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Phymaturus felixi LOBO, ABDALA & VALDECANTOS, 2010

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Higher TaxaLiolaemidae, Iguania, Sauria, Squamata (lizards)
Common Names 
SynonymPhymaturus felixi LOBO, ABDALA & VALDECANTOS 2010 
DistributionArgentina (Chubut)

Type locality: 108 km s of Paso de Indios, on provincial road 24. Departamento Paso de Indios, Chubut province, Argentina. [44° 37’ S, 69° 09’ W]  
TypesHolotype: MCN-UNSa 1280 (fig. 1). male. Abdala, c.; f. Lobo; i. martinez oliver; s. Quinteros col.; Paratypes: mcn 1279, 1281‐83. one adult male, two juveniles (males), one adult female. same data as holotype. 
DiagnosisDiagnosis: Phymaturus felixi belongs to the patagonicus group (sensu Etheridge, 1995) because it has flat imbricate superciliaries, non‐rugose dorsal scales on tail, subocular usually not fragmented and subocular supralabials separated by one scale row. The new species is distinguishable from all other species of the group by the following character combination: pattern of double longitudinal row of rectangular ocelli over dorsum, surrounded by thin black lines (and white lines, but less distinguishable) (figs. 1 and 2 in Lobo et al. 2010); the color of posterior surface of thighs is brown, variegated in black and speckled with small white spots; males showing slender transversal with lines on tibia (even in juvenile) (fig. 3); female with precloacal pores and both sexes exhibiting a bright orange color over chest, abdomen and ventral surfaces of thighs (individuals of P. patagonicus from el sombrero collected the same week lack this coloration) (fig. 2). The morphologically most similar species to Phymaturus felixi are P. castillensis and individuals (not all) of P. patagonicus from el sombrero, P. felixi differs from both in the following characters: Phymaturus felixi has more scales around midbody, mean = 216,8; sd = 10,1; r = 204‐228 (P. castillensis: mean = 184,7; sd = 13,9; r = 173‐200; P. patagonicus: mean = 183; sd = 12.9; r = 160‐213); Phymaturus felixi exhib‐ its (all specimens) a pattern of ocelli marked by black lines, variegated posterior surfaces of thighs with three colors: black, white and brown, while in P. castillensis and P. patagonicus ocelli are vague and poorly marked, and in the case of P. patagonicus they are absent in most specimens, posterior surfaces of thighs are white or light gray with small and scarce white spots (not brown, no variegation). Phymaturus felixi differs from P. calcogaster and P. somuncurensis because their common dorsal pattern consists of a brown to black dorsal background speckled with Lobo, f. et al. 103 white spots, both species lack the dorsal pattern form‐ ing ocelli and their throats are strongly variegated. P. indistinctus and P. videlai have a common pattern formed by a brown dorsal background speckled with small markings in black; P. nevadoi and P. payuniae exhibit a white spotted pattern without dorsal ocelli, with the exception of females belonging to the second species (but those are not marked with black lines). Phymaturus felixi differs from P. excelsus and P. spectabilis because both species have their dor‐ sal pattern formed by a double longitudinal row of ocelli drawn on a homogeneous black or dark brown background. P. manuelae shows its occellated pattern (particularly well‐developed in females) margined with black thick lines, and in males the black color is widespread, background black color in P. felixi is restricted to males. in P. felixi there are small white spots scattered all over dorsum of trunk and tail.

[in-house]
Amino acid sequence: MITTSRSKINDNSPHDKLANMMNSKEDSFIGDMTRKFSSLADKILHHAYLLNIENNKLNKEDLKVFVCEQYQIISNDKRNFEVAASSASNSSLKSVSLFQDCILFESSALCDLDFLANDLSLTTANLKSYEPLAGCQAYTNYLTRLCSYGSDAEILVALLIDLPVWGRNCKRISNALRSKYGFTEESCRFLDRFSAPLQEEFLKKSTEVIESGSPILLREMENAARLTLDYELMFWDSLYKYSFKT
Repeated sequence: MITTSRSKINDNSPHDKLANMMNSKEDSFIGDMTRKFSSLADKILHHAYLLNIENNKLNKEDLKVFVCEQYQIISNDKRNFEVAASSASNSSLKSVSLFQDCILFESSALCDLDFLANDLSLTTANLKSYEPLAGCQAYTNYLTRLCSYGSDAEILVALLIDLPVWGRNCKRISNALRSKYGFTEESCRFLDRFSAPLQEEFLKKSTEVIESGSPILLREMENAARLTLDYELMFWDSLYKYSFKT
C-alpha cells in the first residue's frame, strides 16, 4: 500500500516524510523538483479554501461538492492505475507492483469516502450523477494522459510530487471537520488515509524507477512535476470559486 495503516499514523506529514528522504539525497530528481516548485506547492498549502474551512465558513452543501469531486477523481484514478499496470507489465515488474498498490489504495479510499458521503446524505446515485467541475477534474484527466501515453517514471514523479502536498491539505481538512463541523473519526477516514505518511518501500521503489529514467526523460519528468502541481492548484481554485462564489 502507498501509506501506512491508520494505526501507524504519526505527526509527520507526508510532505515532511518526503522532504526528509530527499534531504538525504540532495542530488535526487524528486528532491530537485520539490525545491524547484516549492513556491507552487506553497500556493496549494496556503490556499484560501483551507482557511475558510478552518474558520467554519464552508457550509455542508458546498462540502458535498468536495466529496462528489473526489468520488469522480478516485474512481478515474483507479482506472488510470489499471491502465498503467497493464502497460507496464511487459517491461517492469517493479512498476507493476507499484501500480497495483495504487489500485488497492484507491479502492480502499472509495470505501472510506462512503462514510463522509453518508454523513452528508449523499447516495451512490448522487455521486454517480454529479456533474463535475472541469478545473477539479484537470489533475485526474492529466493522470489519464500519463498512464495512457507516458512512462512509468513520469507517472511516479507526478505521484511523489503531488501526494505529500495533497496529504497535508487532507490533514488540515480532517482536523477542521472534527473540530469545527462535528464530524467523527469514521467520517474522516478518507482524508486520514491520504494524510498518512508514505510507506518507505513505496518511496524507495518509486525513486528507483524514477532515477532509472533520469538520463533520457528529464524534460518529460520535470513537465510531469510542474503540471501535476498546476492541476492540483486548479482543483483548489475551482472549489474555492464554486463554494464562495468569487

Etymologynamed after our colleague Felix Cruz, in recognition of his contribution to the knowledge of Liolaemid ecology and particularly because of his friendship to the authors. 
  • AVILA, LUCIANO JAVIER; CRISTIAN HERNAN FULVIO PEREZ, DANIEL ROBERTO PEREZ & MARIANA MORANDO 2011. Two new mountain lizard species of the Phymaturus genus (Squamata: Iguania) from northwestern Patagonia, Argentina. Zootaxa 2924: 1–21 - get paper here
  • Avila, Luciano Javier; Cristian Hernan Fulvio Perez, IGNACIO MINOLI & Mariana Morando 2014. A new lizard of the Phymaturus genus (Squamata: Liolaemidae) from Sierra Grande, northeastern Patagonia, Argentina. Zootaxa 3793 (1): 099–118 - get paper here
  • AVILA, LUCIANO JAVIER; LORENA ELIZABETH MARTINEZ & MARIANA MORANDO 2013. Checklist of lizards and amphisbaenians of Argentina: an update. Zootaxa 3616 (3): 201–238 - get paper here
  • Lobo, Fernando; Cristian Abdala and Soledad Valdecantos 2010. Taxonomic Studies of the Genus Phymaturus (Iguania: Liolaemidae): Description of Four New Species. South American J. Herp. 5 (2):102-126 - get paper here
  • LOBO, FERNANDO; CRISTIAN ABDALA & SOLEDAD VALDECANTOS 2012. Morphological diversity and phylogenetic relationships within a South-American clade of iguanian lizards (Liolaemidae: Phymaturus). Zootaxa 3315: 1–41 - get paper here
  • Minoli I, Morando M, Avila LJ 2015. Reptiles of Chubut province, Argentina: richness, diversity, conservation status and geographic distribution maps. ZooKeys 498: 103-126. doi: 10.3897/zookeys.498.7476 - get paper here
  • SCOLARO, J. A., CORBALÁN, V., STREITENBERGER, L. O., & TAPPARI, O. F. 2021. Description of Phymaturus katenke, a new species of lizard (Iguania: Liolaemidae) discovered through DNA barcoding. NORTH-WESTERN JOURNAL OF ZOOLOGY, 17, 1 - get paper here
  • Scolaro, José Alejandro; Valeria Corbalán, Osvaldo Fabián Tappari and Lorena Obregón Streitenberger 2016. LIZARDS AT THE END OF THE WORLD: A NEW MELANIC SPECIES OF PHYMATURUS OF THE PATAGONICUS CLADE FROM ROCKY OUTCROPS IN THE NORTHWESTERN STEPPE OF CHUBUT PROVINCE, PATAGONIA ARGENTINA (REPTILIA: IGUANIA: LIOLAEMIDAE). Boletín del Museo Nacional de Historia Natural, Chile, 65: 137-152
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